Developers, Newco 8915 Limited, wanted to demolish an office block, Threshold and Union House, at Shepherd's Bush Green, to make way for the hotel.
But, according to the High Court judgement, residents in nearby Pennard Road, led by Sabine Guerry, argued that the planned hotel would lead to loss of light, outlook and privacy for their homes, in the Shepherd's Bush Conservation Area.
The London Borough of Hammersmith and Fulham followed the advice of one of its planning officers and, despite the objections, granted planning consent in February.
According to the judgement, the officer said a reduction in light levels caused by construction projects was "not uncommon" in heavily built-up areas.
Only some of the homes in Pennard Road would be affected, and guidelines on loss of daylight had to be "applied flexibly and sensibly."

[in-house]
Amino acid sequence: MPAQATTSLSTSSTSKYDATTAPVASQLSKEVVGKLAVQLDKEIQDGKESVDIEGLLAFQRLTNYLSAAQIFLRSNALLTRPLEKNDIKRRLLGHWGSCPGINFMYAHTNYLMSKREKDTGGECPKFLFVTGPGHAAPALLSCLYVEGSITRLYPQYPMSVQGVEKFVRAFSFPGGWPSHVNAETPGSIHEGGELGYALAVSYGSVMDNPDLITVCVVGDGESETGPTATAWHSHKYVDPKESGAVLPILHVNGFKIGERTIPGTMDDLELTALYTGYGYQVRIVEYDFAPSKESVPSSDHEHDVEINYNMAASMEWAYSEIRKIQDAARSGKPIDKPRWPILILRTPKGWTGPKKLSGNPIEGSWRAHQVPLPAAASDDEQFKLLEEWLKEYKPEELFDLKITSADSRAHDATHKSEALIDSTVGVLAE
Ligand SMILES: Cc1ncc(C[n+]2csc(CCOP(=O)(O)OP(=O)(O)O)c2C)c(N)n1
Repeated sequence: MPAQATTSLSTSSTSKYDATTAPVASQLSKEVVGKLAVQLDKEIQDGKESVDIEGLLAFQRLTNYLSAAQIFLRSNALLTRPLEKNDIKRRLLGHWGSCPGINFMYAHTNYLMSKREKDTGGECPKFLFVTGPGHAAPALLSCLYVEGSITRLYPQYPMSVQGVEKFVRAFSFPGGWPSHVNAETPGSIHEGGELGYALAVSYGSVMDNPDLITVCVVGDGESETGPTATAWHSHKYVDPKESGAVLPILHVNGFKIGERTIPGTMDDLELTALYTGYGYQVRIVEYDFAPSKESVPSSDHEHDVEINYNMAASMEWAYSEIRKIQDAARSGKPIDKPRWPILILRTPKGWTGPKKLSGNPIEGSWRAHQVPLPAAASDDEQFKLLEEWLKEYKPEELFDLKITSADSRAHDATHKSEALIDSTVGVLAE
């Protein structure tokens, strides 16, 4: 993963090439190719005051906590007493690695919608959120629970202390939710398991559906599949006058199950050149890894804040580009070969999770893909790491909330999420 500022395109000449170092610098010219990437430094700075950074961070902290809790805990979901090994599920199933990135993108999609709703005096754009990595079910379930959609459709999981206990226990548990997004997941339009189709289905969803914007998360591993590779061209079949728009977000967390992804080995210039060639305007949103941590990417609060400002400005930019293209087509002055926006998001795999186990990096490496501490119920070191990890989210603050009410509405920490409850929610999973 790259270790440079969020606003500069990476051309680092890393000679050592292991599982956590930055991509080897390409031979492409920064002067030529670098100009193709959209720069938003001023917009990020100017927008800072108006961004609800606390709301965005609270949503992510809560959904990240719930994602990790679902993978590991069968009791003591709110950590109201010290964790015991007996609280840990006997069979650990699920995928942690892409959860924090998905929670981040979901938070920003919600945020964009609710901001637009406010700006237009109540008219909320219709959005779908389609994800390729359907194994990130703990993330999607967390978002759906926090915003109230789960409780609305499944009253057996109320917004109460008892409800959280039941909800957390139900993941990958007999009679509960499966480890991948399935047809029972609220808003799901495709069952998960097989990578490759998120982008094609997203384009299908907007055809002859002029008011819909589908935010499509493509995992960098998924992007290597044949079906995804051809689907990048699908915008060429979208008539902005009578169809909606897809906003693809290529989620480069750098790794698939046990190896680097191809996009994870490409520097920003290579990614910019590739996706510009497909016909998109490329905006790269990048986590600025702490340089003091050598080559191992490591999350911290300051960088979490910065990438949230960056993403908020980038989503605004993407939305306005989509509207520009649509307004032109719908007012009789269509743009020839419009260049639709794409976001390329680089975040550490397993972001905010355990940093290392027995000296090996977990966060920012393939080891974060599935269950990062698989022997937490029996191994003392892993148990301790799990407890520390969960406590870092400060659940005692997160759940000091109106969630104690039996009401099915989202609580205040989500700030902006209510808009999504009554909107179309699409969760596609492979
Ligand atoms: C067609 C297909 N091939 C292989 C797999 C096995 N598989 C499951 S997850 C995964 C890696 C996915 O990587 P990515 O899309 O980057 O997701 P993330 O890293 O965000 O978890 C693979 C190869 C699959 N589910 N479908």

Upholding Guerry's challenge, however, Judge Justine Thornton said the officer's report to councillors was "flawed."
He had misapplied Building Research Establishment (BRE) methodology used to assess the impact of loss of light, the judge said.
Councillors were not told that "both the total amount of daylight and the distribution of light within a building are important", she added.
Although it was not the officer's fault, the judge ruled that "councillors were significantly misled" by his report.
"Councillors were not therefore in a position to form a judgment on the impacts of daylight distribution at properties on Pennard Road, or aware that they needed to do so."
The judge concluded: "The decision to grant planning permission was unlawful and the planning permission granted by the council will be quashed."
In April, a judge quashed a planning approval for a 62-home development in east London after concluding that an officers' report considered by the council's planning committee was "materially misleading" regarding the scheme's impact on sunlight and daylight.
A Planning briefing on rights to light issues can be found here.